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Mao 2.0: The Rise of Xi

Last week we did a crash course in China’s political history. Our aim was to better understand the historical context of the Communist Party of China’s (CPC) development, as well as the root of their guiding principles. This week we’re going to look Xi Jinping as well as how he rose through the ranks to lead the CPC and the Chinese government.

Currently, Mr. Xi is the most powerful person in China. He leads the largest faction within the CPC and serves as the CPC’s General Secretary (official party leader). Together, these positions make Mr. Xi incredibly powerful from a purely political standpoint. But wait, there’s more! Mr. Xi also holds the chairmanship for a myriad of committees that give him formal authority over the military, all government policy, and the majority of law enforcement. In his various roles, Mr. Xi has the authority to have the final say on almost any issue. So how did Xi Jinping amass such immense power? Was it rags to riches or was he just next in line?

Mr. Xi got his start in 1974 towards the end of the Cultural Revolution when he formally joined the CPC. Before that, Mr. Xi was one student of millions sent to live and work in rural China as part of a Cultural Revolution policy; however, unlike most of those sent to the countryside, Mr. Xi came from status.

Xi Jinping’s father, Xi Zhongxun, was one of the revolutionary leaders of the CPC who helped secure victory for the communists during the civil war. After the war, Mr. Xi’s father held various posts in the CPC and government. Unfortunately for Xi Zhongxun, he fell from Mao’s good graces, was purged from the Party leadership, exiled, and then jailed. It wasn’t until 1978, two years after Mao’s death, that Xi Zhongxun was exonerated and allowed to resume being part of the party elite. Because of his political exile, Xi Zhongxun was unable to protect his son from being sent to the countryside. Following his return to power, Mr. Xi’s father oversaw a number of economic and legal reforms under Deng Xiaoping.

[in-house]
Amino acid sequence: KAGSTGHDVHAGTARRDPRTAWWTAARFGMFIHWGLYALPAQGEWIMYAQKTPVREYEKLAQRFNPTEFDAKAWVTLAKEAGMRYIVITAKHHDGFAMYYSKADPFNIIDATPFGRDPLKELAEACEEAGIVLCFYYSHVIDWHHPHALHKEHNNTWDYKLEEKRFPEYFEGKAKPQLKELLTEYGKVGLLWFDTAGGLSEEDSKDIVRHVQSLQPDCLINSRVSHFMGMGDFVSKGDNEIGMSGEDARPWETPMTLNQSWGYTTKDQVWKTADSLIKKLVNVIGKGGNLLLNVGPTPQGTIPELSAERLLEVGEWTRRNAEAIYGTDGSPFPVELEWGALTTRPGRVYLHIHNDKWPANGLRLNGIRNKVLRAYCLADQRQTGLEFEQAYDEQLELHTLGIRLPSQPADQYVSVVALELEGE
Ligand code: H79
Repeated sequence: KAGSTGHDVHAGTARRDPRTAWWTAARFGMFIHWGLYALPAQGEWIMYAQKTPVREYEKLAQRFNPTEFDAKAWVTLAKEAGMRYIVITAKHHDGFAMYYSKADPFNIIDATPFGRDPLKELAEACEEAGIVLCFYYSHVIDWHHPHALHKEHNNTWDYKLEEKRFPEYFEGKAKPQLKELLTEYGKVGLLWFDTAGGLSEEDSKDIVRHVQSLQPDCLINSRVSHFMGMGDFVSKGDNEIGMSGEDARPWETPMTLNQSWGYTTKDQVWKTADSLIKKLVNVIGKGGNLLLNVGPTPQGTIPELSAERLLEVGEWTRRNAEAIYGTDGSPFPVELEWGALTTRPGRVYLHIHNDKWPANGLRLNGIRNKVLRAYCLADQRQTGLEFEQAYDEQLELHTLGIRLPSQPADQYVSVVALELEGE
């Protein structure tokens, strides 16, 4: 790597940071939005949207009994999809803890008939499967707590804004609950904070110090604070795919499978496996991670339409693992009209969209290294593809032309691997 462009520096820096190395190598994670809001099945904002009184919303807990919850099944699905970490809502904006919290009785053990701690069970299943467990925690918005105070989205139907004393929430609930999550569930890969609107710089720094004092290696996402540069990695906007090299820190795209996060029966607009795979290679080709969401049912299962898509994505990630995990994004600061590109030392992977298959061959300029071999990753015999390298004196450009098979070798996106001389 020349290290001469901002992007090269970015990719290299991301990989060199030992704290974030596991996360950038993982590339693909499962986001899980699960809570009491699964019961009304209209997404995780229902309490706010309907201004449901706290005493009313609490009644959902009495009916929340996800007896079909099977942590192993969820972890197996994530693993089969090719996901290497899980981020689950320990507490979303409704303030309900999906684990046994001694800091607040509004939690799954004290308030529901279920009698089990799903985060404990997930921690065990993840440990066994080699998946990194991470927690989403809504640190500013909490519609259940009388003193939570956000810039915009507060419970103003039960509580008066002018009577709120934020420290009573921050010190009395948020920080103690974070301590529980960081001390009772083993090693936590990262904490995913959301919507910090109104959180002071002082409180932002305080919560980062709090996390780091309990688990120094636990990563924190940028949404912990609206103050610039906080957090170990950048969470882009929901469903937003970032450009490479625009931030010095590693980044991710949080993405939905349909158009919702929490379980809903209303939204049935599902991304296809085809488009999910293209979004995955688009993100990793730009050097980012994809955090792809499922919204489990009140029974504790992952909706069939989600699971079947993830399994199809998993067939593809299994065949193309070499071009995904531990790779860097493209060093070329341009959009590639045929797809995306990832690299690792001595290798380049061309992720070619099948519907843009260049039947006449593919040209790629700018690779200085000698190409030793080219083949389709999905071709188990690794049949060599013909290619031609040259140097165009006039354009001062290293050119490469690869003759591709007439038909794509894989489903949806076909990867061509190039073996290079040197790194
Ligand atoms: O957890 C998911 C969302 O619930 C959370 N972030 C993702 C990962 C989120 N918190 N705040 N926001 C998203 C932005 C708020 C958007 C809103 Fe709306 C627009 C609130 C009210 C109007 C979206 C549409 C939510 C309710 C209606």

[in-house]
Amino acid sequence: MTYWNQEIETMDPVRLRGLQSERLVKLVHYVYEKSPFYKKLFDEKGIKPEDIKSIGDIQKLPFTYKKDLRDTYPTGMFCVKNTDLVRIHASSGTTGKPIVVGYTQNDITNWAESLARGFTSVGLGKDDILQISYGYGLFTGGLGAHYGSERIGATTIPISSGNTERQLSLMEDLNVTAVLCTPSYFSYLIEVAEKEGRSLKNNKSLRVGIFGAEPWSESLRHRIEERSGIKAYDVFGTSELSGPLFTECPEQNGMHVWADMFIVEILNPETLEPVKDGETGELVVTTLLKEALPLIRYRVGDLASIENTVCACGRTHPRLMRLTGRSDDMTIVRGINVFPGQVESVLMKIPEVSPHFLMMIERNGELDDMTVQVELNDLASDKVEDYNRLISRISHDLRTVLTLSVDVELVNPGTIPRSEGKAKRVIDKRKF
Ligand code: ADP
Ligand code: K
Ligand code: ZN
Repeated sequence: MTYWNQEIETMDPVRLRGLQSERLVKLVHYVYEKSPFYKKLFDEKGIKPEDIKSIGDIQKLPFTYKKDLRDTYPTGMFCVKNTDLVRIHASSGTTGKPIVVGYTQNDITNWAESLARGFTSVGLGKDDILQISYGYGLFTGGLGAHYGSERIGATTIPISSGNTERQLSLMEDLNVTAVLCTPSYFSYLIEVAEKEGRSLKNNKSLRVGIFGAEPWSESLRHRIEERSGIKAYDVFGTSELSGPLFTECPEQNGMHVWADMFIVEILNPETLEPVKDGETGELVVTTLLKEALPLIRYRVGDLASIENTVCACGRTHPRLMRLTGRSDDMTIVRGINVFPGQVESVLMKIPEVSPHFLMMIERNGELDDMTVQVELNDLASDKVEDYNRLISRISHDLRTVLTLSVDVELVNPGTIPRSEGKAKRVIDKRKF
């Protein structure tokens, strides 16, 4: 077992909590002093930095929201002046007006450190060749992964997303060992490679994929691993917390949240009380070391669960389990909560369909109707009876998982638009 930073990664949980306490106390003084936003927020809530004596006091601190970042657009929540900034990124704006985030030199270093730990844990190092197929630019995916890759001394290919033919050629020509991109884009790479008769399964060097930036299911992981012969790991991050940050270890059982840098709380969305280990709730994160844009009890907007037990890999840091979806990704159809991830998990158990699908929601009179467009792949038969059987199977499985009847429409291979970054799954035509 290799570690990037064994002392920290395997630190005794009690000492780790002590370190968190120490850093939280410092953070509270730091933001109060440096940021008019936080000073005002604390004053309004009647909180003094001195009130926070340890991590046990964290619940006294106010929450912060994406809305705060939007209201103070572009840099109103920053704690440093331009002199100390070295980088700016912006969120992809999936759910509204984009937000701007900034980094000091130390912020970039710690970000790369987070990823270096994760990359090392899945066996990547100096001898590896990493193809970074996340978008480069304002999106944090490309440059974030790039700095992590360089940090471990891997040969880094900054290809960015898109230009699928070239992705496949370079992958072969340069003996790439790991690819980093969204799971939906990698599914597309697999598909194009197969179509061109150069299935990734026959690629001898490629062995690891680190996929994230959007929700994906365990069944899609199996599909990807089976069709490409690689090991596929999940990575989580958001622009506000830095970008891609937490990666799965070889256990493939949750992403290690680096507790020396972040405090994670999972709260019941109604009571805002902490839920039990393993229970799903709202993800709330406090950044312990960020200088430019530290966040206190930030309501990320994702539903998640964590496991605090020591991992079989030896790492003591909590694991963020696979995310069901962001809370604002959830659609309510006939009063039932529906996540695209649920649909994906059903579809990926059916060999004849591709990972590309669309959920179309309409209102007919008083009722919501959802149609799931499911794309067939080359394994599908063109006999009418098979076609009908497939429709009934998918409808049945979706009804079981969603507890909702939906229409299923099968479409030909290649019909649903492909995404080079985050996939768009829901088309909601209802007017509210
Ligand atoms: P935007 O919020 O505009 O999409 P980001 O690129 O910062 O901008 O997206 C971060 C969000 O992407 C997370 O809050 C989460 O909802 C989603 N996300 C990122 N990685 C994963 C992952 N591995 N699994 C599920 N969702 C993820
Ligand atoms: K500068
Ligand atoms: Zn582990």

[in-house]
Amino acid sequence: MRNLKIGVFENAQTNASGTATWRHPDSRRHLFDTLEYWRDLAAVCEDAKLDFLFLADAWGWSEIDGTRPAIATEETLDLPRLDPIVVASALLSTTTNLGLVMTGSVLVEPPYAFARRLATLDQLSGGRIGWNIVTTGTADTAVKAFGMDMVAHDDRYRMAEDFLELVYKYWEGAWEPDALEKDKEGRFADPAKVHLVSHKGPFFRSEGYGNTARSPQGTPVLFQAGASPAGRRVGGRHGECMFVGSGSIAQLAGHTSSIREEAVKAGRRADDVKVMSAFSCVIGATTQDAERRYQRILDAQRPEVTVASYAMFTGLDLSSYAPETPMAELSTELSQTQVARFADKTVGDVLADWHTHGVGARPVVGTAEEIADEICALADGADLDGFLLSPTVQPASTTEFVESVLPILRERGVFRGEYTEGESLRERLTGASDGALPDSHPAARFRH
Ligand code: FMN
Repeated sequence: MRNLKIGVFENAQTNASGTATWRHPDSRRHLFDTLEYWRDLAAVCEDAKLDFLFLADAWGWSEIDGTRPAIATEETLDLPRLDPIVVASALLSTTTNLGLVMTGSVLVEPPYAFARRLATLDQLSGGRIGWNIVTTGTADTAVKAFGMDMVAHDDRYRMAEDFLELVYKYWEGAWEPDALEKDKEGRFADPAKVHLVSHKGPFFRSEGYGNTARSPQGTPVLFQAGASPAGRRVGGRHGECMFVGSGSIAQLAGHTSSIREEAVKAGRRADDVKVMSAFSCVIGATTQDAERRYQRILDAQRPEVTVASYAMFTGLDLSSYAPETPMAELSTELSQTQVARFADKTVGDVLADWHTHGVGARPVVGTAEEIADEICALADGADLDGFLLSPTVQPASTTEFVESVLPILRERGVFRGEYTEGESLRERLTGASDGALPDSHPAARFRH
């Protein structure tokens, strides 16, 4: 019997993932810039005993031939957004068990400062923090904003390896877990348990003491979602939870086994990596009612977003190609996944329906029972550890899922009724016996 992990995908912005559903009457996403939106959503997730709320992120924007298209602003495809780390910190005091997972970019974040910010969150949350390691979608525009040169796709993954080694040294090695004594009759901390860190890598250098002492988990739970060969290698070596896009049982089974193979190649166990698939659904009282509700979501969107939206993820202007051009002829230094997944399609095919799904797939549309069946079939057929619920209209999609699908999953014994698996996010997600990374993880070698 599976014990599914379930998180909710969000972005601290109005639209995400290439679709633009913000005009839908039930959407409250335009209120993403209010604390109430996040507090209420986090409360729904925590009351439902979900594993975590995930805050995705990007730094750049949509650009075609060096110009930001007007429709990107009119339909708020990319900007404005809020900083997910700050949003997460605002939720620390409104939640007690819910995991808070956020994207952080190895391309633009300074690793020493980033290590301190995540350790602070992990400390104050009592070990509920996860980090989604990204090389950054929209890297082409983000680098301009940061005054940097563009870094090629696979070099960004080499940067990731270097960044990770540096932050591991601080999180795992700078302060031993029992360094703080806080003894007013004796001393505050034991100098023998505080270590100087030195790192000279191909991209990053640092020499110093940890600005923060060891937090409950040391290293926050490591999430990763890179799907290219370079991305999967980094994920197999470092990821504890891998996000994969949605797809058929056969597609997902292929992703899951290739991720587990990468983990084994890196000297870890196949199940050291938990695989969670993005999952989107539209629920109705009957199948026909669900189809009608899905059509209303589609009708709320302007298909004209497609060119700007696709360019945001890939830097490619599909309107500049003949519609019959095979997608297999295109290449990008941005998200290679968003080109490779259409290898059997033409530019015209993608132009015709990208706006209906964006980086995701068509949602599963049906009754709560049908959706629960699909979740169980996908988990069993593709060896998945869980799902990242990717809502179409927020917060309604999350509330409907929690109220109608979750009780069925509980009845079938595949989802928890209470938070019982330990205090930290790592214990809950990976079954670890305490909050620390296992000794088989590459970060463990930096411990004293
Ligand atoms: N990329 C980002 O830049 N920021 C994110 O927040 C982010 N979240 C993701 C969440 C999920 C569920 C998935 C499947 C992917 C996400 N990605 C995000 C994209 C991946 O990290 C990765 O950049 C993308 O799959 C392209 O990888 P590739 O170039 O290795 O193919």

Despite spending his formative years outside the party as the son of a political pariah, Mr. Xi joined the CPC. From 1974 to 2007, Mr. Xi advanced through escalating positions of bureaucratic importance. By 1982, Mr. Xi was promoted to Deputy Party Secretary of Zhengding County. As Deputy Party Secretary in Zhengding, Mr. Xi was responsible for the day-to-day operation of the county government. In 1983 he rose to Party Secretary of Zhengding, the highest county office, responsible for county-level policy decisions.

In the US, regional offices are not equally renowned. Even though the governors of

Kansas and California share the same title, the latter oversees a much larger, and more important, state. As such, the governor’s mansion in major US states has often been a stepping-stone to the White House. Despite not being democratically elected, provincial posts in China serve a similar function. In 2002, Mr. Xi was promoted to leadership roles in Zhejiang, eventually becoming the province’s Party Secretary. Mr. Xi was also made a full member of the CPC Central Committee.

Just like North Korea’s Presidium of the Supreme People’s Assembly, the CPC Central Committee is technically a sub-committee charged with all legislative duties between National Party Congresses. With the Party Congress once every five years, the Central Committee is responsible for the specifics of legislating. More important than this, the Central Committee appoints party members to the highest political positions, such as to the Politburo, Politburo Standing Committee, the Central Military Commission, and General Secretary.

On paper, this system is relatively democratic; every five years provincial representatives meet at the Party Congress to outline guiding party goals and elect members of the Central Committee, which, in turn, elects individuals to the highest party offices. In practice, these organs serve as a rubberstamp for the decisions of party leaders (i.e. those in the Politburo and other high offices). Operating these bodies this way allows China’s ruling elite to legitimize sweeping policy changes by having them ‘approved’ by representatives of the party rank-and-file.